Friday, January 20, 2012

Poaching a dangerous trend: Experts

Poaching a dangerous trend: Experts
Times of India By Himanshu Kaushik

* December 23: Two wildlife lovers from Karnataka and Mumbai detect poaching of 32 lesser flamingos in Venasar village in Maliya-Miyana taluka in Rajkot.
* December 31: In the wee hours, Kodinar police intercept two persons on a bike and seize 11 demoiselle crane carcasses which they had hunted.
* January 4: Forest officials, during investigations, locate heads and legs of 32 more lesser flamingos in the Venasar area taking the toll to 64.
* January 14: A group of customs officers from Delhi visits Venasar village and finds that poachers are still quite active in that region. They find birds snared by poachers. They rescue the birds.
* January 17: Two persons get arrested for a failed attempt to poach demoiselle cranes in Bharda Bhandara near Mul Dwarka in Junagadh.

Experts associated with Wildlife Institute of India and Bombay Natural History Society (BNHS) feel that these incidents point to a dangerous, new trend of poaching winged visitors in Gujarat. Wildlife experts in the state too feel that the forest department should get to the bottom of the poaching issue to prevent recurrence of these incidents.

Asad Rahamani, director of BNHS said, "This is a new phenomenon. In the past it was people from the villages who protected the birds from poachers. It was this protection which allowed migratory birds to even be spotted inside cities like Porbandar and Jamnagar."

Rahamani added: "There is always a risk involved when such large-scale poaching is taken up. A person wouldn't take the risk unless the monetary benefits are significant."

If the poachers wanted to consume the meat themselves, one or two birds would have been killed. The poaching of 64 lesser flamingos points to a larger racket.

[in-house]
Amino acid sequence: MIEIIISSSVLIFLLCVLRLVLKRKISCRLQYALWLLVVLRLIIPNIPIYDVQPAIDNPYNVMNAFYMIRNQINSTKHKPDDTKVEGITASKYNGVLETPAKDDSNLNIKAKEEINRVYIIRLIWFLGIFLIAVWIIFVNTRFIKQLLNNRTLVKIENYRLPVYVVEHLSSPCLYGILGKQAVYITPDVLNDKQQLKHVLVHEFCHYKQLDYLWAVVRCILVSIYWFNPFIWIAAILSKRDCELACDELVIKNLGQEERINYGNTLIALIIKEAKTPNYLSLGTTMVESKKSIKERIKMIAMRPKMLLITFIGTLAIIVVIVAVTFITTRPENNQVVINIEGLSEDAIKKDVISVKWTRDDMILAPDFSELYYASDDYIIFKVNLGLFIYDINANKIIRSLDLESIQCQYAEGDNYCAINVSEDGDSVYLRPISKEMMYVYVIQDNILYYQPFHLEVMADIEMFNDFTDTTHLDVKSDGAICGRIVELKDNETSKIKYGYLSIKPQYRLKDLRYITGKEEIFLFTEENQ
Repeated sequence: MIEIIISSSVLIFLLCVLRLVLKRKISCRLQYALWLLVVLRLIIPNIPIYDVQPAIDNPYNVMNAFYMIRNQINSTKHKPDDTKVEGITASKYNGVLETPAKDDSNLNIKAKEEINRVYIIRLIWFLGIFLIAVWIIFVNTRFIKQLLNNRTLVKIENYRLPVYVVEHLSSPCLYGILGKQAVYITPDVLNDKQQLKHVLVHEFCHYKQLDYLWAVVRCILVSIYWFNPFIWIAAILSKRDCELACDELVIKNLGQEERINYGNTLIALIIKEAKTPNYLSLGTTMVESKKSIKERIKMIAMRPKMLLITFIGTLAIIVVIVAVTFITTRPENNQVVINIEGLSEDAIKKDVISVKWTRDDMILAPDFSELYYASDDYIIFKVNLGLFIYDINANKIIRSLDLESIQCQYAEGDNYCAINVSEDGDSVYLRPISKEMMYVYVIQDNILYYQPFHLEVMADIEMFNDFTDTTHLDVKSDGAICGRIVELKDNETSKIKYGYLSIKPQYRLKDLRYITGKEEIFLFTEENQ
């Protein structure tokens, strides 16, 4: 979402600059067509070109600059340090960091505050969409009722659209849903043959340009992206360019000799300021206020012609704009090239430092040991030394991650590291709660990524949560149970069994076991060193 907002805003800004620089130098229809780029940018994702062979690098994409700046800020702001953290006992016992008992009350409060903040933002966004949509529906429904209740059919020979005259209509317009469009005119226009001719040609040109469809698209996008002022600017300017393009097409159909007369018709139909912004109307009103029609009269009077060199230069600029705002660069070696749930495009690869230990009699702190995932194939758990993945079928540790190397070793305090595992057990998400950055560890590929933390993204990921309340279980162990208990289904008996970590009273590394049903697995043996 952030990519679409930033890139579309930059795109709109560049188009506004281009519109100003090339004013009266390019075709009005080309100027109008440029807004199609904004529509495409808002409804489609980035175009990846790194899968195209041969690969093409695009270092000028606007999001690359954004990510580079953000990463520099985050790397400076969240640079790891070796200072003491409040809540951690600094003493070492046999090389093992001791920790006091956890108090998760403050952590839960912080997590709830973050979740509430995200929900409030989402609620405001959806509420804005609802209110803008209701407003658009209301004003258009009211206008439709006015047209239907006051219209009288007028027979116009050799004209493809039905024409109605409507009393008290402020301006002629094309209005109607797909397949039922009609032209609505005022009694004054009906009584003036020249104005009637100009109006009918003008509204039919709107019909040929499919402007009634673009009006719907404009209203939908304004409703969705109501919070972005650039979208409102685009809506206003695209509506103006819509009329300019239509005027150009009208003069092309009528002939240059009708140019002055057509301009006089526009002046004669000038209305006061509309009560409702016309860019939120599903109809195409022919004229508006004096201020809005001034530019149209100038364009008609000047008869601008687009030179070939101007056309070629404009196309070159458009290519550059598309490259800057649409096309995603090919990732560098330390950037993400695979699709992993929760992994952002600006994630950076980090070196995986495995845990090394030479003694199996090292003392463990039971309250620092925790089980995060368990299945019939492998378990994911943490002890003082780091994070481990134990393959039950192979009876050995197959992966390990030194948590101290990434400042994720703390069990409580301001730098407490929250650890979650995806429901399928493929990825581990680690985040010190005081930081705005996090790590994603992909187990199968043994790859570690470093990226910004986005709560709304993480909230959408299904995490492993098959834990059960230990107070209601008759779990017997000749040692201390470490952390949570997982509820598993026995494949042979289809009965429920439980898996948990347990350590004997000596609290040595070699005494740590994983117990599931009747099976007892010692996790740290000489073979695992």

Research scientist Sutirtha Dutta who has been associated with Gujarat for his research since 2007-2011 said: "During my research in Gujarat, we witnessed poaching of animals like rabbits, hyena and even jackal. We never came across incidents of poaching of migratory birds."

Dutta says flamingos do not have a conflict with humans and were hence not poached. They could not be killed on such a large scale just for consumption. "The forest department should track such incidents and if these continue, then they have to deal with it on an urgent basis. Tracking the market of such poachers will help the forest department end these activities."

Veteran birder Lavkumar Kachar and member of the Task Force formed after the 2007 lion poaching incident, said, "It used to be members of scheduled tribes who were involved in such incidents. Earlier, people from the villages kept an eye on such activities because the powerful mahajans believed in jivdaya (compassion for living things). The government has to rope in people and concerned individuals to prevent these incidents occurring in the future."

There is an urgent need to deal with large-scale poaching, say experts

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